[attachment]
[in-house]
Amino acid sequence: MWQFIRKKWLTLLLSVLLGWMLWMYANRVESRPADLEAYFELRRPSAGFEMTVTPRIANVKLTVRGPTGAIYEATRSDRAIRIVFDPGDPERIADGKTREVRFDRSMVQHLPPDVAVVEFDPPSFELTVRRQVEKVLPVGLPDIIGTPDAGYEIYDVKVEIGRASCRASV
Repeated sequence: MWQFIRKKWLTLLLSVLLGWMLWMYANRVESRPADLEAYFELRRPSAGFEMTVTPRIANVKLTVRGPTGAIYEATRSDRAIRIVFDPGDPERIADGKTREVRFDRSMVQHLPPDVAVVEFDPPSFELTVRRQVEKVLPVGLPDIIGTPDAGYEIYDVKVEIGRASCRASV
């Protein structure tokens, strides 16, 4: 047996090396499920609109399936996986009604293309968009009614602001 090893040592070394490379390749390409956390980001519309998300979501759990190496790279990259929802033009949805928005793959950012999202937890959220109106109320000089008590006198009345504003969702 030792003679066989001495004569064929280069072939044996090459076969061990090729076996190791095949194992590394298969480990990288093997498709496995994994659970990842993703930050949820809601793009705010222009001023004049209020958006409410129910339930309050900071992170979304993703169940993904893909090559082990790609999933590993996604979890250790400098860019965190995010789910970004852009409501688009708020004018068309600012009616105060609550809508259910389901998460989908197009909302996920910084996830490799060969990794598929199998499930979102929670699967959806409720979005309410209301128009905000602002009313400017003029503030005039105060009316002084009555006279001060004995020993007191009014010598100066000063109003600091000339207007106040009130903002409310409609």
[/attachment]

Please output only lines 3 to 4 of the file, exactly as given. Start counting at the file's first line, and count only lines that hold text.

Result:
Repeated sequence: MWQFIRKKWLTLLLSVLLGWMLWMYANRVESRPADLEAYFELRRPSAGFEMTVTPRIANVKLTVRGPTGAIYEATRSDRAIRIVFDPGDPERIADGKTREVRFDRSMVQHLPPDVAVVEFDPPSFELTVRRQVEKVLPVGLPDIIGTPDAGYEIYDVKVEIGRASCRASV
């Protein structure tokens, strides 16, 4: 047996090396499920609109399936996986009604293309968009009614602001 090893040592070394490379390749390409956390980001519309998300979501759990190496790279990259929802033009949805928005793959950012999202937890959220109106109320000089008590006198009345504003969702 030792003679066989001495004569064929280069072939044996090459076969061990090729076996190791095949194992590394298969480990990288093997498709496995994994659970990842993703930050949820809601793009705010222009001023004049209020958006409410129910339930309050900071992170979304993703169940993904893909090559082990790609999933590993996604979890250790400098860019965190995010789910970004852009409501688009708020004018068309600012009616105060609550809508259910389901998460989908197009909302996920910084996830490799060969990794598929199998499930979102929670699967959806409720979005309410209301128009905000602002009313400017003029503030005039105060009316002084009555006279001060004995020993007191009014010598100066000063109003600091000339207007106040009130903002409310409609």